Incredibly useful, lavender essential oil is sometimes called first aid in a bottle. In fact, it is a favorite item in my own first aid kit. Lavender is a known antiseptic, analgesic, cicatrisant, antispasmodic, and of course, nervine. Mix 6 drops of lavender essential oil in 1/2 ounce of carrier oil or herbal infused oil for use on bug bites, burns, and mild skin injuries. You can also use lavender to deter insects or provide calm in stressful situations. In these cases, I like to put a drop or two of the essential oil on the person’s clothing. Inhaling lavender directly from the bottle can help alleviate headaches and relieve a stuffy nose. Read more about essential oil safety here and enjoy learning more about lavender essential oil here.
Other Herbal Additions To Consider…
- Healing Salve: Use a salve to ward off infection and to encourage healing. Choose a salve (or make your own) with infection-fighting herbs, such as echinacea, yarrow, calendula, or lavender.
- Echinacea Tincture: This tincture is great to have on hand to prevent illness and cleanse wounds.
- Tea Tree Essential Oil: Similar to lavender essential oil, tea tree is a wonderful topical antimicrobial.
- Peppermint Essential Oil: Inhale for nausea, headaches, exhaustion, and sinus troubles. This is a strong essential oil and needs to be diluted for safe use on the skin.
- Black Tea Bags: Black tea is astringent, and a moistened tea bag can be used as an on-the-go compress for bruising, bleeding, insect bites, and burns.
- Honey: Honey is an antiseptic and a skin healer. Use it to soothe abrasions, burns, and itchy bug bites.
- Homeopathic Remedies: I love the ease of using homeopathic remedies when we are out and about. Here are a few you may want to add to your first aid kit:
- Tabacum or Cocculus indicus: For motion sicknesses.
- Apis: Helpful for bee stings and insect bites.
- Hypericum: For crushing injuries to nerve-rich areas and for shooting nerve pain.
Pack It Up
You will need a container to hold your kit and to keep everything organized. Look for something small and sturdy, such as a small pouch or makeup bag. Ideally, the container should be washable, in case of spills or leakage. It should also be easy to open and close and have a strong closure.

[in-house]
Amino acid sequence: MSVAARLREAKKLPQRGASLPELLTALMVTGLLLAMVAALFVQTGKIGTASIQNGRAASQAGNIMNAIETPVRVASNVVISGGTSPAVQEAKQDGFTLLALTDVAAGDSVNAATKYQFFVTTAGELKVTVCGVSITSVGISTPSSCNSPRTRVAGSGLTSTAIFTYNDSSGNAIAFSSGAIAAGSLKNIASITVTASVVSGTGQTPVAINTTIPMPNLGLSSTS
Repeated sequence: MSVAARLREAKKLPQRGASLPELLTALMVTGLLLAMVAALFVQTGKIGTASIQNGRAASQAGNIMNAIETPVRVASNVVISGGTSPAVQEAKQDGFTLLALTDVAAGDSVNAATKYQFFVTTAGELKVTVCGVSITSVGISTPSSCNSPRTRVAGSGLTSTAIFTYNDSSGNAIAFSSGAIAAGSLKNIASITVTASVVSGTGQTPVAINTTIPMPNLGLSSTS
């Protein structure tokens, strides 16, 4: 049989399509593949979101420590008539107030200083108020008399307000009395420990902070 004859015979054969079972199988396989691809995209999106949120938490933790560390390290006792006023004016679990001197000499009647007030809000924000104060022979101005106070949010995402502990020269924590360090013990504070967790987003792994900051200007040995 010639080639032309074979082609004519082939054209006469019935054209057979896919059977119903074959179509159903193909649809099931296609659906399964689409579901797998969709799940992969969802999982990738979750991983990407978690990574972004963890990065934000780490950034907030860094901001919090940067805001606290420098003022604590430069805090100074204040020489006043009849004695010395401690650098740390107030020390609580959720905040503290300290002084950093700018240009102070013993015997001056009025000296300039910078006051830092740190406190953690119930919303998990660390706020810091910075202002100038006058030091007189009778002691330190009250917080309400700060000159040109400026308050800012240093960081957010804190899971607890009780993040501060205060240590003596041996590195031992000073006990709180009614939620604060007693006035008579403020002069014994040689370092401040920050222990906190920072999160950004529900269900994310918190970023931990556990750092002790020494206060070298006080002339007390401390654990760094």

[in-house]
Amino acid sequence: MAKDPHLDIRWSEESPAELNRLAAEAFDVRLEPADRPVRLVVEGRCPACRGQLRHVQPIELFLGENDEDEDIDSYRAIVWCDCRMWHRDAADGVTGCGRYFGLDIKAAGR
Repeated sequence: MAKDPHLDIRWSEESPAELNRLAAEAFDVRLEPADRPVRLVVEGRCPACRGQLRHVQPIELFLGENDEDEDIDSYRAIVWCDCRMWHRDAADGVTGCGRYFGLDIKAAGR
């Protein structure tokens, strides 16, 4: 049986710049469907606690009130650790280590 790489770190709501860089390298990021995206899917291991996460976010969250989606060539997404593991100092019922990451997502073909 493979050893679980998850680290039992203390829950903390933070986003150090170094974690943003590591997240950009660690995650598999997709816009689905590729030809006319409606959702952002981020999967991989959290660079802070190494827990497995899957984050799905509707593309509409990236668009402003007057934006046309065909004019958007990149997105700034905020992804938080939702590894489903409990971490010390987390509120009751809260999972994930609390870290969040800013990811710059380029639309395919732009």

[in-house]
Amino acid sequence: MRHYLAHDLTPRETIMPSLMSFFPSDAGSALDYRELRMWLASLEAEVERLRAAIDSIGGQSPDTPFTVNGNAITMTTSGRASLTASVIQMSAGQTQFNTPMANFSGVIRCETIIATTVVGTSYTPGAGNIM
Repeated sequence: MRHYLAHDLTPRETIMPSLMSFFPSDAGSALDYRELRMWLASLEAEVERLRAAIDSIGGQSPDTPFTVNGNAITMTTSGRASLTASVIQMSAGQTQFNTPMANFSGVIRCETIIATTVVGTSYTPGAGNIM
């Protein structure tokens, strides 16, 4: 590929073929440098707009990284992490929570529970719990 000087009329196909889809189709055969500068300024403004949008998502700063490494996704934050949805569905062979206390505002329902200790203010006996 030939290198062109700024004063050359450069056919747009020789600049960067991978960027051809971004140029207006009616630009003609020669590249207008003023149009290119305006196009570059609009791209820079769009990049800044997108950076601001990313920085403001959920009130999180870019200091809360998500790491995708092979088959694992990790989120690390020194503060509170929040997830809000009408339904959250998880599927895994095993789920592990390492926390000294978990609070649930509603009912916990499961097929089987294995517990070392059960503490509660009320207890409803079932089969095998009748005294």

Large bottles of essential oils, rescue remedy, and powdered herbs will not fit easily into a small first aid kit. To keep everything diminutive, consider using small, refillable bottles. Little 5/8 dram-size bottles are perfect for essential oils, while these slightly larger 2 dram-size bottles are a good size for tinctures, and even powdered herbs. Be sure to label everything clearly so that you will know exactly what kind of remedy you have in each bottle. Keep it small so your first aid kit can fit easily into a purse, stroller, or small bag.
You may want to include a small, laminated instruction card in your kit. In emergency situations, it can be difficult to remember what to do. Your handy instruction card can serve as ready made guide. Such a card can be useful if it turns out that you are the one who is hurt. An instruction card can help other people help you!
Using herbal tips and tricks such as these Poison Ivy Remedies Using Herbs and Summertime Foot Care Tips For Kids can be a wonderful way to take care of your family this summer. And a little help from a well-stocked first aid kit can help you and your family make it through life’s rough and tumble moments!
Arnica For Shock And Soreness. Retrieved from https://www.homeopathiclaboratories.com/articles/feature.php?subaction=showfull&id=1242139473&archive=&start_from=&ucat=4&
Mars, Brigitte AHG. (1999). Natural First Aid. Vermont: Storey Books.
Olenev, Deborah. (2010). Arnica Montana Homeopathic First Aid Remedy. Retrieved from http://www.homeopathyforhealth.net/2010/02/02/arnica-montana-homeopathic-first-aid-remedy/